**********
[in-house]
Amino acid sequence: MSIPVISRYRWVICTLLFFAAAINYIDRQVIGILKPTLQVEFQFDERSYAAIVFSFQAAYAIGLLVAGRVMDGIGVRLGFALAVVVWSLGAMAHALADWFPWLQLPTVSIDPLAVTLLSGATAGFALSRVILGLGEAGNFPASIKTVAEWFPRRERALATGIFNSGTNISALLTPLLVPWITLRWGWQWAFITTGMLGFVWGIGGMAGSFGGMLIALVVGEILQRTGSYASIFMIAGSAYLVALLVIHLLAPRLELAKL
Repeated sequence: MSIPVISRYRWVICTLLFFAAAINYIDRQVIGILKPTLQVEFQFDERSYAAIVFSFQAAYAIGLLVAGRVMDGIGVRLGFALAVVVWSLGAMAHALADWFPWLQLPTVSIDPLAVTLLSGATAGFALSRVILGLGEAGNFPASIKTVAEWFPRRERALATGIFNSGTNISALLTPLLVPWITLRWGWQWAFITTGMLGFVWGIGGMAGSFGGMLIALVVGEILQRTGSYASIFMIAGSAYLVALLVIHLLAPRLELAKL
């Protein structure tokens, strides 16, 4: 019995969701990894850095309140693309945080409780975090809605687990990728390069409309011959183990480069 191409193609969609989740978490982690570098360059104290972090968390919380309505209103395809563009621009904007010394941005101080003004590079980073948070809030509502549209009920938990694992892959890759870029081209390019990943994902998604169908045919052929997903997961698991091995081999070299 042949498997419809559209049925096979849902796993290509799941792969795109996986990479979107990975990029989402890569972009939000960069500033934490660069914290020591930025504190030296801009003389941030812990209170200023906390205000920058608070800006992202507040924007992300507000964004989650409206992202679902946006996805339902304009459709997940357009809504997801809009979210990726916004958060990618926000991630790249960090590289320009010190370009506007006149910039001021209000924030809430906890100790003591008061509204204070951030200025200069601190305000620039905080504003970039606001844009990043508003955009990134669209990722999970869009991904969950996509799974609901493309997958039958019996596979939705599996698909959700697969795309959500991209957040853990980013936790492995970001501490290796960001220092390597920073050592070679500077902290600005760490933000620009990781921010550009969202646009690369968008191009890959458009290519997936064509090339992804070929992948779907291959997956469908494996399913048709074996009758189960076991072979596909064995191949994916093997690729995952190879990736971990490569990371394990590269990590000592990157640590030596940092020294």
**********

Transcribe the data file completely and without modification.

[in-house]
Amino acid sequence: MSIPVISRYRWVICTLLFFAAAINYIDRQVIGILKPTLQVEFQFDERSYAAIVFSFQAAYAIGLLVAGRVMDGIGVRLGFALAVVVWSLGAMAHALADWFPWLQLPTVSIDPLAVTLLSGATAGFALSRVILGLGEAGNFPASIKTVAEWFPRRERALATGIFNSGTNISALLTPLLVPWITLRWGWQWAFITTGMLGFVWGIGGMAGSFGGMLIALVVGEILQRTGSYASIFMIAGSAYLVALLVIHLLAPRLELAKL
Repeated sequence: MSIPVISRYRWVICTLLFFAAAINYIDRQVIGILKPTLQVEFQFDERSYAAIVFSFQAAYAIGLLVAGRVMDGIGVRLGFALAVVVWSLGAMAHALADWFPWLQLPTVSIDPLAVTLLSGATAGFALSRVILGLGEAGNFPASIKTVAEWFPRRERALATGIFNSGTNISALLTPLLVPWITLRWGWQWAFITTGMLGFVWGIGGMAGSFGGMLIALVVGEILQRTGSYASIFMIAGSAYLVALLVIHLLAPRLELAKL
């Protein structure tokens, strides 16, 4: 019995969701990894850095309140693309945080409780975090809605687990990728390069409309011959183990480069 191409193609969609989740978490982690570098360059104290972090968390919380309505209103395809563009621009904007010394941005101080003004590079980073948070809030509502549209009920938990694992892959890759870029081209390019990943994902998604169908045919052929997903997961698991091995081999070299 042949498997419809559209049925096979849902796993290509799941792969795109996986990479979107990975990029989402890569972009939000960069500033934490660069914290020591930025504190030296801009003389941030812990209170200023906390205000920058608070800006992202507040924007992300507000964004989650409206992202679902946006996805339902304009459709997940357009809504997801809009979210990726916004958060990618926000991630790249960090590289320009010190370009506007006149910039001021209000924030809430906890100790003591008061509204204070951030200025200069601190305000620039905080504003970039606001844009990043508003955009990134669209990722999970869009991904969950996509799974609901493309997958039958019996596979939705599996698909959700697969795309959500991209957040853990980013936790492995970001501490290796960001220092390597920073050592070679500077902290600005760490933000620009990781921010550009969202646009690369968008191009890959458009290519997936064509090339992804070929992948779907291959997956469908494996399913048709074996009758189960076991072979596909064995191949994916093997690729995952190879990736971990490569990371394990590269990590000592990157640590030596940092020294």